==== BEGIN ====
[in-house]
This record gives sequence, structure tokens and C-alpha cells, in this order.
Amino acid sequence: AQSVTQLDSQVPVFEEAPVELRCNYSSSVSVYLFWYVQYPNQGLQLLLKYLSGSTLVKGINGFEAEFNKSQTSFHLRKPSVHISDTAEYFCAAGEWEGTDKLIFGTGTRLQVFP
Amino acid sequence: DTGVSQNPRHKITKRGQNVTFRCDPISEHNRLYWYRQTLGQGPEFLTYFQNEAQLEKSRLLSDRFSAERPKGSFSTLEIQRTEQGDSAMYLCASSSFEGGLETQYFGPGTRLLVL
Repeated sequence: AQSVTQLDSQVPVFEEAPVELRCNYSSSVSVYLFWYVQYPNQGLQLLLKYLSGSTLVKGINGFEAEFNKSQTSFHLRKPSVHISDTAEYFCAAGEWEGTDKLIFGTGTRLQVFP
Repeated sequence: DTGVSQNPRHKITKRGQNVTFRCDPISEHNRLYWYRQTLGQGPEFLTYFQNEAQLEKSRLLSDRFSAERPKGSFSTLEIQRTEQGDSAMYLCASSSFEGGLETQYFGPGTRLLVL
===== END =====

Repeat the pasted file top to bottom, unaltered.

[in-house]
This record gives sequence, structure tokens and C-alpha cells, in this order.
Amino acid sequence: AQSVTQLDSQVPVFEEAPVELRCNYSSSVSVYLFWYVQYPNQGLQLLLKYLSGSTLVKGINGFEAEFNKSQTSFHLRKPSVHISDTAEYFCAAGEWEGTDKLIFGTGTRLQVFP
Amino acid sequence: DTGVSQNPRHKITKRGQNVTFRCDPISEHNRLYWYRQTLGQGPEFLTYFQNEAQLEKSRLLSDRFSAERPKGSFSTLEIQRTEQGDSAMYLCASSSFEGGLETQYFGPGTRLLVL
Repeated sequence: AQSVTQLDSQVPVFEEAPVELRCNYSSSVSVYLFWYVQYPNQGLQLLLKYLSGSTLVKGINGFEAEFNKSQTSFHLRKPSVHISDTAEYFCAAGEWEGTDKLIFGTGTRLQVFP
Repeated sequence: DTGVSQNPRHKITKRGQNVTFRCDPISEHNRLYWYRQTLGQGPEFLTYFQNEAQLEKSRLLSDRFSAERPKGSFSTLEIQRTEQGDSAMYLCASSSFEGGLETQYFGPGTRLLVL